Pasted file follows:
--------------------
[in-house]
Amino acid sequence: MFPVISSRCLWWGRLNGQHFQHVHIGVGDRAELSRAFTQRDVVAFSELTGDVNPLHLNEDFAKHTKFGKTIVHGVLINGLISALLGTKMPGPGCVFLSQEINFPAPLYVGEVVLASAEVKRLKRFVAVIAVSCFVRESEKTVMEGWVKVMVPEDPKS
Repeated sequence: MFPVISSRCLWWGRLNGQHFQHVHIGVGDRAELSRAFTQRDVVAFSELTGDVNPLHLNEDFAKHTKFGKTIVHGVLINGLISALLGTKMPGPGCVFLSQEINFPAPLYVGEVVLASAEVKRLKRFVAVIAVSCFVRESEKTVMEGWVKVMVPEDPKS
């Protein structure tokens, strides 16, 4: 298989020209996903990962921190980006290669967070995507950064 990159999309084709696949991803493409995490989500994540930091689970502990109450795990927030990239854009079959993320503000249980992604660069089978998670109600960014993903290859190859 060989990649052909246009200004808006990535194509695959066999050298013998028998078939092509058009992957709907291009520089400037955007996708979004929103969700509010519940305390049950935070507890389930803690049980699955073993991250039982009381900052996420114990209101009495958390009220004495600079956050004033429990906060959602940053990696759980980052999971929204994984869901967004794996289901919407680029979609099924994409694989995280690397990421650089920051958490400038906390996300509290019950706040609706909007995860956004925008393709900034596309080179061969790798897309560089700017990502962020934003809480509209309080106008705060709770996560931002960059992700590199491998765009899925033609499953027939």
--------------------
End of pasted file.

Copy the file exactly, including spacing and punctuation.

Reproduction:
[in-house]
Amino acid sequence: MFPVISSRCLWWGRLNGQHFQHVHIGVGDRAELSRAFTQRDVVAFSELTGDVNPLHLNEDFAKHTKFGKTIVHGVLINGLISALLGTKMPGPGCVFLSQEINFPAPLYVGEVVLASAEVKRLKRFVAVIAVSCFVRESEKTVMEGWVKVMVPEDPKS
Repeated sequence: MFPVISSRCLWWGRLNGQHFQHVHIGVGDRAELSRAFTQRDVVAFSELTGDVNPLHLNEDFAKHTKFGKTIVHGVLINGLISALLGTKMPGPGCVFLSQEINFPAPLYVGEVVLASAEVKRLKRFVAVIAVSCFVRESEKTVMEGWVKVMVPEDPKS
């Protein structure tokens, strides 16, 4: 298989020209996903990962921190980006290669967070995507950064 990159999309084709696949991803493409995490989500994540930091689970502990109450795990927030990239854009079959993320503000249980992604660069089978998670109600960014993903290859190859 060989990649052909246009200004808006990535194509695959066999050298013998028998078939092509058009992957709907291009520089400037955007996708979004929103969700509010519940305390049950935070507890389930803690049980699955073993991250039982009381900052996420114990209101009495958390009220004495600079956050004033429990906060959602940053990696759980980052999971929204994984869901967004794996289901919407680029979609099924994409694989995280690397990421650089920051958490400038906390996300509290019950706040609706909007995860956004925008393709900034596309080179061969790798897309560089700017990502962020934003809480509209309080106008705060709770996560931002960059992700590199491998765009899925033609499953027939």